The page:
06 March 2019
Do you want to write a novel but aren’t sure how to get started? We’ve put together our top ten novel writing tips to help you get off to the best possible start.
What is the premise/scenario/idea?
What is the idea that is making you want to write this novel? Can you see a character in a setting? Has something provoked a flash of inspiration about a story that you need to write?
All novels start somewhere, and you can expand your basic premise (‘I want to write about how Millie the millworker became a spy under the cover of being a successful concert pianist’) into a full-length novel. To start with, you need the germ of an idea (Millie’s progress from millworker to spy), or a scenario (Millie sitting at a grand piano in a concert hall with a Mauser strapped to her leg under her gown) or a suggestion of the wider issues the book is going to tackle.
A novel is a long piece of work so be sure the premise is something that you want to expand upon and spend a substantial amount of time working on. If your premise has you, the writer, in its grip then you’re off to a good start. The most important thing at this stage is to keep hold of your basic idea/premise/scenario and use it to fire your imagination as you put together the ideas that will form the basis of your novel.
If you don't yet have a firm idea for your story, why not try one of our inspirational coffee break exercises.
Who will be the main character in your novel?
Who is the lead character that is going to be the focus of your novel? And what’s their problem? You will need to give them a problem or a ‘want’ at the beginning of the novel that will set them on the narrative journey that you intend to write.
Whether your novel is going to be character-led (ie, the plot arises from issues relating to the character itself) or plot-driven (where the main thrust of the novel is to do with unfolding events), your novel will need a lead character. Readers will ‘see’ the events of the novel unfolding through the experiences of this character, and the success of your novel will depend on you creating a central character that readers want to spend time with. Remember that your character does not always have to be likeable, but they do have to engage a reader’s interest.
As you begin your novel, you won’t know everything about your character – you’ll discover that you learn things about them as you go along that will surprise you. It will help you, at this stage, to have a good idea of who your character is and what it is about them that will be explored in the novel.
At this point, with your lead character in place, jot down notes about the secondary characters and their role in the novel.
Read advice on creating compelling characters from award-winning novelist Ross Raisin.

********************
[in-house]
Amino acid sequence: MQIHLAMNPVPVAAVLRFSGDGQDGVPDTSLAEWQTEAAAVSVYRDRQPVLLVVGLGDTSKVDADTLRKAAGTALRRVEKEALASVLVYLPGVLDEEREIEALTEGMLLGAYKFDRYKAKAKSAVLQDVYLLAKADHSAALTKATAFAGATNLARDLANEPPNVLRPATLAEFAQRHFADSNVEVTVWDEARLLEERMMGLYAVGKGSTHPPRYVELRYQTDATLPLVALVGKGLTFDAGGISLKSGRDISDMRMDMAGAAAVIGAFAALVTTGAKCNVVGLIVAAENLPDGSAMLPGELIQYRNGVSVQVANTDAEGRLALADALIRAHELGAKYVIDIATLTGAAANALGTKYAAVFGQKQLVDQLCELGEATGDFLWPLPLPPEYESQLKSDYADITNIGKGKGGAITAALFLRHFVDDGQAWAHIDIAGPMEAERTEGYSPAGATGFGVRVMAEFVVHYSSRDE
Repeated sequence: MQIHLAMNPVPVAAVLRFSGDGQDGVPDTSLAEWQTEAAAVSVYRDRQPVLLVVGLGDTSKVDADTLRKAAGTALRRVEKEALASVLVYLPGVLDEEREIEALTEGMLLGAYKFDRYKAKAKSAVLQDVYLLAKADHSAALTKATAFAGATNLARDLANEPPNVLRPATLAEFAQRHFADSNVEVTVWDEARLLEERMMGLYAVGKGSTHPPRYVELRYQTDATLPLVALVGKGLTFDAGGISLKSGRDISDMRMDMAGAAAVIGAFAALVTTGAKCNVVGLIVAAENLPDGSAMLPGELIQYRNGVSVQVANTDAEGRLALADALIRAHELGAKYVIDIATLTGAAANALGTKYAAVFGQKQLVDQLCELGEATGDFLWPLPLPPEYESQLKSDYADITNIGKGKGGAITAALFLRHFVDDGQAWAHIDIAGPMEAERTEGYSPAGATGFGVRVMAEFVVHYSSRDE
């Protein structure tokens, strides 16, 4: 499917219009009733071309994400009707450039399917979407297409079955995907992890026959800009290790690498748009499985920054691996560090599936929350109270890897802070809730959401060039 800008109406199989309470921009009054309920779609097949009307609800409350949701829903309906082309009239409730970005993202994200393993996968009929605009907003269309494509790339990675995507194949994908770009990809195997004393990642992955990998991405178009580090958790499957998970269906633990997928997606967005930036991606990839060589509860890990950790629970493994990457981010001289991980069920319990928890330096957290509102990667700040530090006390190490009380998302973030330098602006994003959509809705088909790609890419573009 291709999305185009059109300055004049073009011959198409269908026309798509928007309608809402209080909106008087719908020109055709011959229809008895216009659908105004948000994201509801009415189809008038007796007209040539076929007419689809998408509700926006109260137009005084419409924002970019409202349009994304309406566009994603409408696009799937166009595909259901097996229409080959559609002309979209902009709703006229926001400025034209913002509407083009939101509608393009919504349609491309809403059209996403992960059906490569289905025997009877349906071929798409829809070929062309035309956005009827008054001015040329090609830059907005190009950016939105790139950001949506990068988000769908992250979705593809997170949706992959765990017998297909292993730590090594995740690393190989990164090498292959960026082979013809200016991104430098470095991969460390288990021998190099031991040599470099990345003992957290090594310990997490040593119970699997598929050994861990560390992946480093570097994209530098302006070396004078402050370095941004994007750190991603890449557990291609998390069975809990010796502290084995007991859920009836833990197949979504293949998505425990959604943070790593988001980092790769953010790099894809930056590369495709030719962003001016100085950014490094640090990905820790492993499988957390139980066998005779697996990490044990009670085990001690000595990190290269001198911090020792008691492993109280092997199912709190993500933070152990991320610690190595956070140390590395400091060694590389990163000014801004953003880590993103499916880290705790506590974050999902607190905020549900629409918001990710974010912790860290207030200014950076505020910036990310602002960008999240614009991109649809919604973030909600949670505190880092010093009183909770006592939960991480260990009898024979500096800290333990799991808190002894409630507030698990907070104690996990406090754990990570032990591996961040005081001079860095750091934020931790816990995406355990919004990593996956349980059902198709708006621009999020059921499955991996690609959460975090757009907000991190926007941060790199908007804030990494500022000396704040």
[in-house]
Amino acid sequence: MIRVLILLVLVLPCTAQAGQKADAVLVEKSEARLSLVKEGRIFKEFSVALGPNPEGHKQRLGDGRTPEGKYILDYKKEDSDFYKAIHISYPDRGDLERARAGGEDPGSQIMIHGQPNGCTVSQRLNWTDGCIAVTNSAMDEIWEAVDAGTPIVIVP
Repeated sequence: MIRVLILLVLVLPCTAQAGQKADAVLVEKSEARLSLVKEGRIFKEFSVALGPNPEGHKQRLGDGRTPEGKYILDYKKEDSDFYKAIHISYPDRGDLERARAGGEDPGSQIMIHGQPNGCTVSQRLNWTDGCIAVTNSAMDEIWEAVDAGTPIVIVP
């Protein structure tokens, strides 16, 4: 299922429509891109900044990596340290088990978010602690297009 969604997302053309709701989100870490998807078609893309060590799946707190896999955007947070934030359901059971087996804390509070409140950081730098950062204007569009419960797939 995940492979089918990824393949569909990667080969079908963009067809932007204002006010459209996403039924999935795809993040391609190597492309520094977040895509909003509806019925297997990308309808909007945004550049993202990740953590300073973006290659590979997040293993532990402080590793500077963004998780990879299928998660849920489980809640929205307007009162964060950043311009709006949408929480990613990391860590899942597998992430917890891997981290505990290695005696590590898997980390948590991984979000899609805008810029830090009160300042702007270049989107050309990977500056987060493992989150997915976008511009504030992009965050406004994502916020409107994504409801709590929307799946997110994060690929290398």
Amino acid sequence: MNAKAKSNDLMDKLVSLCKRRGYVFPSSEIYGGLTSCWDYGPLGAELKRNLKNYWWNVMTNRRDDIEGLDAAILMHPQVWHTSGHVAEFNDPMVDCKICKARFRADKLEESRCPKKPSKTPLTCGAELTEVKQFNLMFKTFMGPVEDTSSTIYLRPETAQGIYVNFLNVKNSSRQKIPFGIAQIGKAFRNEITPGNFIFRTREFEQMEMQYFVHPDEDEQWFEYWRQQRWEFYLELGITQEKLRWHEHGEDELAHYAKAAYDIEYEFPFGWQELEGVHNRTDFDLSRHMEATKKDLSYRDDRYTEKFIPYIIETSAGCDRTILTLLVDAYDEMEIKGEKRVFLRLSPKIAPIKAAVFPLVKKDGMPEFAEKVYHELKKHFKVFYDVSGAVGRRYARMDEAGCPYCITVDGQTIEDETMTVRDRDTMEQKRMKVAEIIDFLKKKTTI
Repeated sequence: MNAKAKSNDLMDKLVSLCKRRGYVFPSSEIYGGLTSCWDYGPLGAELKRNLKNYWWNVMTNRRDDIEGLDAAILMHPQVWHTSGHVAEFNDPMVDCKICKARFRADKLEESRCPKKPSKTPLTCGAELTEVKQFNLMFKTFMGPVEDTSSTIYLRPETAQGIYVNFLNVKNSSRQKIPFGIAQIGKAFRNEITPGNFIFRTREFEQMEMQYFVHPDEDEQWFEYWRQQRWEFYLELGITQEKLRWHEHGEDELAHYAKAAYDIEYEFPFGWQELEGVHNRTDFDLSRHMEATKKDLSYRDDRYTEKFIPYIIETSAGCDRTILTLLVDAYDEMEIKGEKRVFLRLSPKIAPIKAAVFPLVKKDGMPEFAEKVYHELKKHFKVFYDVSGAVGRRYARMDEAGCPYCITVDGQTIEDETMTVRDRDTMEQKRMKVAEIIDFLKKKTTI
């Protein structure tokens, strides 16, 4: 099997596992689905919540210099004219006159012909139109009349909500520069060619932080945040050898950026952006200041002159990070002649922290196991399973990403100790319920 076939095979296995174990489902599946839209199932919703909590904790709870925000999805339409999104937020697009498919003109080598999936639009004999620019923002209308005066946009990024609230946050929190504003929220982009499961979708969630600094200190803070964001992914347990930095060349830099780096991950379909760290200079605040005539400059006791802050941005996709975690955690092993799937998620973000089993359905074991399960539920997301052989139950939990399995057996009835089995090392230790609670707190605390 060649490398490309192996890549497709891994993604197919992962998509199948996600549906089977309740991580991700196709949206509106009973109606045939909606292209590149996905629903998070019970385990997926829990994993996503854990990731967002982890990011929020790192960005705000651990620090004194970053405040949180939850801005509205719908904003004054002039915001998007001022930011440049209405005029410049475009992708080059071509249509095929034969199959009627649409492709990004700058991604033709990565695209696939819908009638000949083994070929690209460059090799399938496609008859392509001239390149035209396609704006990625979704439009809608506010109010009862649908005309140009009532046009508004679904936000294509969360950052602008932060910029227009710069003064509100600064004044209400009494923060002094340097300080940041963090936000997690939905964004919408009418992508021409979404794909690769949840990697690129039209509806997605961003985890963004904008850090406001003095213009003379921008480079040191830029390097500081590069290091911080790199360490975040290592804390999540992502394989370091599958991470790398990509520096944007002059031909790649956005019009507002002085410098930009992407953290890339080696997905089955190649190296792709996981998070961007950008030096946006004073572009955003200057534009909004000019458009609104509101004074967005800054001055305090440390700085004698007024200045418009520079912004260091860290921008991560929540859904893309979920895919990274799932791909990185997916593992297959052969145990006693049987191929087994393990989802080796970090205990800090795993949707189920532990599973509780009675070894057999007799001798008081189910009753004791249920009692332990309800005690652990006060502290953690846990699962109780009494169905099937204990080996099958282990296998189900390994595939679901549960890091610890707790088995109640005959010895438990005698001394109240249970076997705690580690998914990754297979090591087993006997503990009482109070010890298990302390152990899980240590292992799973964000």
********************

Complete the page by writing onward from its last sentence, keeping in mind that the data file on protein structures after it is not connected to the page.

What genre is your novel?
The problem that you have given your character, and how you are going to resolve it, will relate to the genre you’ll be writing your novel in. If you’re writing a crime or thriller novel, the problem will involve solving a crime or an investigation with a high level of risk. If you’re writing contemporary fiction, the problem will either be internal, ie something personal to the character that stems from their background and particular circumstances, or it might be about the way they respond to an issue in society. If the problem involves relationships, you might be writing contemporary fiction again, or romance. If your character’s problems happen in the distant past then you’ll be writing historical fiction, and if there’s something terrifying in the cellar then you’re probably writing horror. If, on the other hand, you’ve projected a contemporary issue to its extreme conclusion in the future, you’re writing speculative fiction.
It’s a good idea to know the genre you’ll be writing as you set off, and not only because each genre has its conventions and you will write better in that genre if you are aware of them. Publishers like to have clear ideas of where a book will fit in sales categories, and although that’s a long way off at this stage it’s worth having an idea of what you hope to achieve and which published titles your book might fit in with.
What is your novel's setting or world?
What is the setting for your novel – and what effect does it have on your character and their problem? Just as plot develops as a result of character, characters are influenced by their setting – we are all a product of the particular version of the world we live in, and characters in novels are no exception. Your setting might be a real place in a real time period, or it might be somewhere you have invented, but knowing its landscape will enable you to give your story a sense of time and place. It doesn’t matter if your setting is real or imaginary – knowing the world your characters live in will give it a sense of veracity. Just as you need to know the colour of your character’s hair and eyes and what kind of shoes they are wearing, it will help you to map out their town, street, and the inside of their office/living room/spaceship/castle.
World and setting are especially important in fantasy and sci-fi novels. Author Gareth Powell explains some guidelines for SF worldbuilding.
What is the theme of the novel?
What is the underlying theme of your novel? Underlying the ‘plot’ or storyline of a book, the titles that have most impact involve at least one underlying idea or theme. It might be ‘the importance of friends’, or ‘love conquers all’ or ‘second chances’ or whatever else is important to you and your characters, but it should be possible for the reader of your novel to identity its theme. The theme isn’t the same as the subject; ie your ‘subject’ in a crime novel about the abduction of a teenager might be ‘internet grooming’, and the ‘theme’ how social media has created an environment where teenagers are increasingly judged on appearance.
Recommended read: What is the difference between plot and story?
Give your story a suitable ending